Payment dispute led parents who sold their baby to file kidnapping complaint, landing all in police net
A couple’s need for money and another’s desire for a male child led them to strike a deal on a six-day-old infant and subsequently land in police net.
Deputy Commissioner of Police (South) Atul Thakur said the accused have been identified as Vidyanand Yadav, 50, his wife Rampari Yadav, 45, Raman Kumar Yadav, 32, Haripal Singh, 50, Govind Kumar, 30, and his 24-year-old wife Pooja.
The police said on Tuesday they received a call at Fatehpur Beri police station from Mr. Govind, who said his six-day-old baby boy had been kidnapped. When the police reached the spot in Aya Nagar, he said his wife, Ms. Pooja, had delivered the baby on June 8. One of their friends, Haripal Singh, invited the couple to live with him because there wasn’t enough space at their rented accommodation. On June 12, the couple reached the friend’s residence in Aya Nagar where Mr. Haripal locked them from outside and fled with the child, alleged Mr. Govind. The police registered a kidnapping case based on his statement.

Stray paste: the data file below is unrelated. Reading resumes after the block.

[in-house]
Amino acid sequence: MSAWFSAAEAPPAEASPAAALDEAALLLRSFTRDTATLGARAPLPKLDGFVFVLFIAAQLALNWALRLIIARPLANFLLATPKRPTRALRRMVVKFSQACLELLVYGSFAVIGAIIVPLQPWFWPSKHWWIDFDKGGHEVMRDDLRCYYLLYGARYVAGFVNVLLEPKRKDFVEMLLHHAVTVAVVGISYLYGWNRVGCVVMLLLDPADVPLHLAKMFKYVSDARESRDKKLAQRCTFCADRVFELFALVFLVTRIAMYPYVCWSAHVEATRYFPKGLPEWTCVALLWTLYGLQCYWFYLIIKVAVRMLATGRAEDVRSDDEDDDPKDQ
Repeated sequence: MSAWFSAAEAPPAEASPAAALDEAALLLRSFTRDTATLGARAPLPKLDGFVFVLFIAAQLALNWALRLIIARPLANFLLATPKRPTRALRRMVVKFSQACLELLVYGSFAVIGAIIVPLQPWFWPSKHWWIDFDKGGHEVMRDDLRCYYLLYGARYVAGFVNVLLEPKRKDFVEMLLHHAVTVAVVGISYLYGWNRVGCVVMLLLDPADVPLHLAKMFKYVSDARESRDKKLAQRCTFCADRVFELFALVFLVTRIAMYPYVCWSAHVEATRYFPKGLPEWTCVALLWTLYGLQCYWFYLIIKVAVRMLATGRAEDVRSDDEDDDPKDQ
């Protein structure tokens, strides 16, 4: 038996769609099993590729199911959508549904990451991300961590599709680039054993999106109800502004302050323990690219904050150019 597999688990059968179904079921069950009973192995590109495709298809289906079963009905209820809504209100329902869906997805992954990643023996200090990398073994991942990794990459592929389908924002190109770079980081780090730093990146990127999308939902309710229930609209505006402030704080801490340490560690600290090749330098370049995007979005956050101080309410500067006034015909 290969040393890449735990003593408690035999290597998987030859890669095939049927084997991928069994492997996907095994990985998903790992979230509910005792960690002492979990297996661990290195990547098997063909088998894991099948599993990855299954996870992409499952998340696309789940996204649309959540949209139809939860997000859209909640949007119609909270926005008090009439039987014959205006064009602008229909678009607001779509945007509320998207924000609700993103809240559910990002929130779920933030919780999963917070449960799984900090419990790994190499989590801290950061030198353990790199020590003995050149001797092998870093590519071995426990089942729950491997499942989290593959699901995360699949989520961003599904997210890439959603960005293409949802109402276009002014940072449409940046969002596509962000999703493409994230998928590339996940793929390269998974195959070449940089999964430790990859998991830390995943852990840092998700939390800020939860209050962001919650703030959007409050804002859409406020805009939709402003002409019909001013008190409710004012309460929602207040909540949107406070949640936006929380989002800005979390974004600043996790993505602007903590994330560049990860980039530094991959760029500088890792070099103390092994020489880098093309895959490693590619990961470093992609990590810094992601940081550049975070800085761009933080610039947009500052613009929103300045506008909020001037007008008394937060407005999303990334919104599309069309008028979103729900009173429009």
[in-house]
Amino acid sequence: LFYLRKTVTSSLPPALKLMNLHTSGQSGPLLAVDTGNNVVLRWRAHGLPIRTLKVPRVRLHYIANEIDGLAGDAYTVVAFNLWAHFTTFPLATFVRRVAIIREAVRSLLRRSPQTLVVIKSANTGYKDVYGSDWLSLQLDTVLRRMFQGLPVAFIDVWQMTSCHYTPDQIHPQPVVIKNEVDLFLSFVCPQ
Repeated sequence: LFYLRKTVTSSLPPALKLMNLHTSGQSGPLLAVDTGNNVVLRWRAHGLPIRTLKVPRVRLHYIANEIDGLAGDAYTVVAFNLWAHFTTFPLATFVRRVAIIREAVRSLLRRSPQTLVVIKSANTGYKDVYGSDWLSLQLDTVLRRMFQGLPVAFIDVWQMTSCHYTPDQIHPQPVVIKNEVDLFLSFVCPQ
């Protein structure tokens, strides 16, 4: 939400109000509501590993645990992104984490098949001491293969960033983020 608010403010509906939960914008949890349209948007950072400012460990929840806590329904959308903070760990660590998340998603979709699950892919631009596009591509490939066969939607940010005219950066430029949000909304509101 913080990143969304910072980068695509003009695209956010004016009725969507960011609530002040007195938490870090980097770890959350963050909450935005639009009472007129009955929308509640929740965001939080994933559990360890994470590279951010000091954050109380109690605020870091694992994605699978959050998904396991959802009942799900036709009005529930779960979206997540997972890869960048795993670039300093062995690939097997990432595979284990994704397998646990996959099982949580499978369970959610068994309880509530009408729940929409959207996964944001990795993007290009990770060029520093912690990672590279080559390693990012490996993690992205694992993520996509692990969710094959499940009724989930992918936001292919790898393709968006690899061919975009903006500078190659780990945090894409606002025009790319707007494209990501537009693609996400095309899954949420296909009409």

A team led by Station House Officer Kuldeep Singh launched the investigation and traced Mr. Haripal, who allegedly told them that the couple had, in fact, given the child willingly to the relatives of his friend, Mr. Raman, who lives in the Moti Bagh jhuggis.
When the police reached Mr. Raman’s house, he told them that the couple had sold the baby to his relatives, Mr. Vidyanand and Ms. Rampari for ₹3.6 lakh, and the duo had already left for Kanpur. The police sought the details of the train they had boarded and nabbed the couple from Kanpur railway station. They were then brought to Delhi.
Further investigation revealed that Mr. Govind and Ms. Pooja were extremely poor and needed money for which they agreed to sell their baby for ₹3.6 lakh to Mr. Vidyanand and Ms. Rampari through Mr. Haripal and Mr. Raman. “When Vidyanand and Rampari were questioned, they said they were married for 25 years but couldn’t bear a child because of which their relatives in their village in Bihar would demean them and use derogatory words. Vidyanand, in fact, sold his land to be able to buy the baby. He told Raman that he will only take the child if it’s a boy,” said a senior police officer. A written agreement was signed between the two parties and pictures were also taken.
Police said Mr. Govind decided to inform them because they got only ₹2 lakh cash and four cheques of ₹40,000 each dated June 18. Mr. Govind wanted to encash the cheques on June 14 and leave for his village immediately. When he tried to reach Mr. Haripal and Mr. Raman on phone, they blocked him. He also couldn’t reach them physically. Feeling cheated, he decided to call the police.
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